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The Giant of Kandahar

When you talk about conspiracy theories, or false information, one of the unfortunate side effects, because of how our brain processes information, is that outlining the thing first creates the impression that it’s true, and then the disproving has to be satisfactory to that. Even if you do a perfect job debunking the introduced idea, our memories filter away in different order, and the thing more easily brought to mind seems more true. It means you have to be careful how you introduce the outlandish, for fear of leaving people with the impression of the wrong thing having a kernel of truth.

With that in mind, there’s a not insignificant number of people who believe the United States government found a giant in the invasion of Afghanistan and are covering it up.

Pause for effect.

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Y’know, I’m not actually big on shipping Sheith.

This isn’t because it’s a bad ship or nothing. It’s

You know what, let’s be really quick here for the normals that might wind up reading this. Shipping, which started with the Starsky and Hutch fandom in the 1970s, is the idea of members of a fandom pairing two characters together in a (usually sexual) relationship. This usually, but not always, serves as the basis for some kind of creative media outside the series or book or story that explore or express that.

So you know, if you watch say, Power Rangers and hope that the pink ranger winds up with the blue ranger instead of with the green ranger (and ho boy do I have some news for you on that front) you are, in that time, ‘shipping’ those characters in your mind. If you want to talk about that pairing, you’d refer to that pairing as a ship; ‘the pink ranger/blue ranger ship.’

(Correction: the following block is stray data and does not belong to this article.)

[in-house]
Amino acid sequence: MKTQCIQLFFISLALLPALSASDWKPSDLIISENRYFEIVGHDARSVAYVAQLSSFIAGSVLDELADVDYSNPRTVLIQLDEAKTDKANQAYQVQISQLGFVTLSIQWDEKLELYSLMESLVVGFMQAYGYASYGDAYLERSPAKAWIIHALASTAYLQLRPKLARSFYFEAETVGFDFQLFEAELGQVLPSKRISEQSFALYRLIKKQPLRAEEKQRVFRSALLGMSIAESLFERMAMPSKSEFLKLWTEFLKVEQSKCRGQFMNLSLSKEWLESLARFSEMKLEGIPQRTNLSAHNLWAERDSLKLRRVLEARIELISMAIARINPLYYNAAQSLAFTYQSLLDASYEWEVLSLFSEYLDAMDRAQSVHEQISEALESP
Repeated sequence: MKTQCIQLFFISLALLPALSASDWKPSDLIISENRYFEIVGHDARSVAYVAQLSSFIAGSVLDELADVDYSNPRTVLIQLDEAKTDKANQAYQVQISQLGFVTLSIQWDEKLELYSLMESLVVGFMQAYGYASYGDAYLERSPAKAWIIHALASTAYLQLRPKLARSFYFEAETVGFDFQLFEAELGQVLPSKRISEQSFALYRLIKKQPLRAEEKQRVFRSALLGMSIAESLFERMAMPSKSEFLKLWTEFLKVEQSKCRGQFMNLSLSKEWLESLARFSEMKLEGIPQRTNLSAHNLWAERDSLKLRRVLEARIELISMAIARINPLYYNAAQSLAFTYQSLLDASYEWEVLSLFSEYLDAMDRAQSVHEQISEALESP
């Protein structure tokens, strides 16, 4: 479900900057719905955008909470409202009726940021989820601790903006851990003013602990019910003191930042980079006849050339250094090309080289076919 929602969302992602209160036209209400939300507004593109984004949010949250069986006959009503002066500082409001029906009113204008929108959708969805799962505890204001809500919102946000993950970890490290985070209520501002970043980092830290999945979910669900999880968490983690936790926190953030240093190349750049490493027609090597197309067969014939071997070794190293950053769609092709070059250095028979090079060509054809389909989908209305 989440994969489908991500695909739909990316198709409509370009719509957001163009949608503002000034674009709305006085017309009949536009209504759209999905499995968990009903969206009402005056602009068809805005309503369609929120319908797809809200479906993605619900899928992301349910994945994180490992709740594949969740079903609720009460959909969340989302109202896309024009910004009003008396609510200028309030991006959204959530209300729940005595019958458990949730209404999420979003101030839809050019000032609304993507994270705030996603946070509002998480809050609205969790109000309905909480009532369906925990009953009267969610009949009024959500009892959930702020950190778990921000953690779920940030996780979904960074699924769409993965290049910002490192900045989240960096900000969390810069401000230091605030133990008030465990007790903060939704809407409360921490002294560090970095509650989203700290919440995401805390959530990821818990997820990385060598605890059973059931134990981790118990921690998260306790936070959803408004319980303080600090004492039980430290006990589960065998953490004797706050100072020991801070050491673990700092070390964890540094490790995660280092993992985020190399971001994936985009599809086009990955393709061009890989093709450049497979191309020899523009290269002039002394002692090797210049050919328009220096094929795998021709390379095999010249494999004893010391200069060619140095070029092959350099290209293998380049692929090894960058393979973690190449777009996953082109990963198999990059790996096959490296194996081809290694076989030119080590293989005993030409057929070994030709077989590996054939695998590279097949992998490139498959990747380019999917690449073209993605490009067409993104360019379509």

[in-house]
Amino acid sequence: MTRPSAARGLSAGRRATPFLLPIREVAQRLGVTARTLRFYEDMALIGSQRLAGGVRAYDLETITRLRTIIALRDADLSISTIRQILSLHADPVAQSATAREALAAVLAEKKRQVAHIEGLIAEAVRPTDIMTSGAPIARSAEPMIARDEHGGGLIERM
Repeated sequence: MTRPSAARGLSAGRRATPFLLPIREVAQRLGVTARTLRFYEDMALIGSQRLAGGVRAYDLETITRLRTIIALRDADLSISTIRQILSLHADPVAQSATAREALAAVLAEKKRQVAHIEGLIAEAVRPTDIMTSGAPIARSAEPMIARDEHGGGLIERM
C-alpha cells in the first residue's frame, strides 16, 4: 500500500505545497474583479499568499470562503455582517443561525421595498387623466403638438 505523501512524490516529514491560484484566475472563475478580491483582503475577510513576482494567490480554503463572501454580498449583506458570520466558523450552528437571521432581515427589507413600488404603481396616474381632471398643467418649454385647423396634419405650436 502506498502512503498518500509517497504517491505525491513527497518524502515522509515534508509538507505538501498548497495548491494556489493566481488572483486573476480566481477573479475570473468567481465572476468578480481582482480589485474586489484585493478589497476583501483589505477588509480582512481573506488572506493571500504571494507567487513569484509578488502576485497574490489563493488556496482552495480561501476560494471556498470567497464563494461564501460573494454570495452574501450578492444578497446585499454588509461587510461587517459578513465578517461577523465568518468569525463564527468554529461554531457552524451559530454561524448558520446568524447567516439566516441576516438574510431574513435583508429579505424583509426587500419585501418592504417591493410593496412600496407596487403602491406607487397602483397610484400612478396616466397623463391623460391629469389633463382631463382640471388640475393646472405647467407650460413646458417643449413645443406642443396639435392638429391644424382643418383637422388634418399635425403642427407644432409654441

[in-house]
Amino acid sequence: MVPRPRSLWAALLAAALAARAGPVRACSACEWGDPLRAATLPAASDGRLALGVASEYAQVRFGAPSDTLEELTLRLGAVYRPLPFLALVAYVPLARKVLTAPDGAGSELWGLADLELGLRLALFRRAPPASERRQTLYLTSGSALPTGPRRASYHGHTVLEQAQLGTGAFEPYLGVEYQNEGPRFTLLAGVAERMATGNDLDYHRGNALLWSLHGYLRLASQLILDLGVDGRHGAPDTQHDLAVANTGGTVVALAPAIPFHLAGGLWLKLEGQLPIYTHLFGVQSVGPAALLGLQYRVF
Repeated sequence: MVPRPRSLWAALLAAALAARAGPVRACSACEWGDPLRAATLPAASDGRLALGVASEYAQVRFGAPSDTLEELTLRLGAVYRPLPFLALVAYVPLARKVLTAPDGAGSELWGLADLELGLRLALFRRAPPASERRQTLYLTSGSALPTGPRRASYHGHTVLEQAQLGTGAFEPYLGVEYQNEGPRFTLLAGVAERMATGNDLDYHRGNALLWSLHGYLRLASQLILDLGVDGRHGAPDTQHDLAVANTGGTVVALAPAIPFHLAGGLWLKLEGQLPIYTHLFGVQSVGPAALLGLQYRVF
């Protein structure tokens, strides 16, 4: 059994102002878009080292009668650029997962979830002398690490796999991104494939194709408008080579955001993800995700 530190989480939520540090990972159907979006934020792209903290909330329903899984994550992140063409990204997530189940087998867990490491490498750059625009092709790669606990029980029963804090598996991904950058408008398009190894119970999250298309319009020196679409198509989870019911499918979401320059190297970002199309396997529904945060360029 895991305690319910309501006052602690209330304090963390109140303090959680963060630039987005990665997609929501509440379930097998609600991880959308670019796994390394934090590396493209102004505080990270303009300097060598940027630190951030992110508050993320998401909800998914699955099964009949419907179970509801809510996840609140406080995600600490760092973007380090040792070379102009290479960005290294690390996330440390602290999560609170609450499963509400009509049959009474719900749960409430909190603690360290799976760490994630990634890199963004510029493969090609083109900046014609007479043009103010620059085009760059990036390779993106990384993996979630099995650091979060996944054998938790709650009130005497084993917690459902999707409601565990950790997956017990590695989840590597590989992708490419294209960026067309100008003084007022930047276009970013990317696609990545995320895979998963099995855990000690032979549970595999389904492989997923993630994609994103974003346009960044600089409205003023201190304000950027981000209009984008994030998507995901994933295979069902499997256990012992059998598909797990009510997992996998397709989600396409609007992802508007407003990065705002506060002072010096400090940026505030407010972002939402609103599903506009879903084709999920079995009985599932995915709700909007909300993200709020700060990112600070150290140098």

This is pretty normal and you’ll find lots of people do this even if they don’t necessarily think of it as an activity with a name. You could look at the long-term predictions about relationships people made about Game of Thrones as a sort of massive mainstream shipping incident.

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The Bright Conspiracy Theory

Okay, hold up.

I don’t want you going to think this is true. This is a hunch. This is a notion.

I want you to understand I don’t like holding hypothesis that can’t be easily proven. I grew up around conspiracy theorists, and I feel like I can recognise the mental habits that make a conspiracy. Conspiracies rely on being nebulous, unfalsifiable and emotionally satisfying. That is, they want to attribute blame to an unknowable ‘them,’ they can’t be shown to be wrong somehow, and they feed into emotional responses we already have.

Furthermore, I haven’t seen the Netflix movie Bright. I’ve seen its advertising, and that convinced me that Bright sucks and I don’t want to watch it, which in a reasonable world would be a good sign that the advertisers were good at their job, but that’s not how advertising is advocated as working in this mixed up ole world of ours.

With those clauses in mind, the actual quality of Bright and if you liked it, is really moot.

Instead, I want to talk to you about how and why Bright gets talked about at all.

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The Rural Purge

In Understanding Media (1964), Marshall McLuahn refers to America as a culture where

the death of all the salesmen at one stroke of the TV axe has turned the hot American culture into a cool one that is quite unacquainted with itself.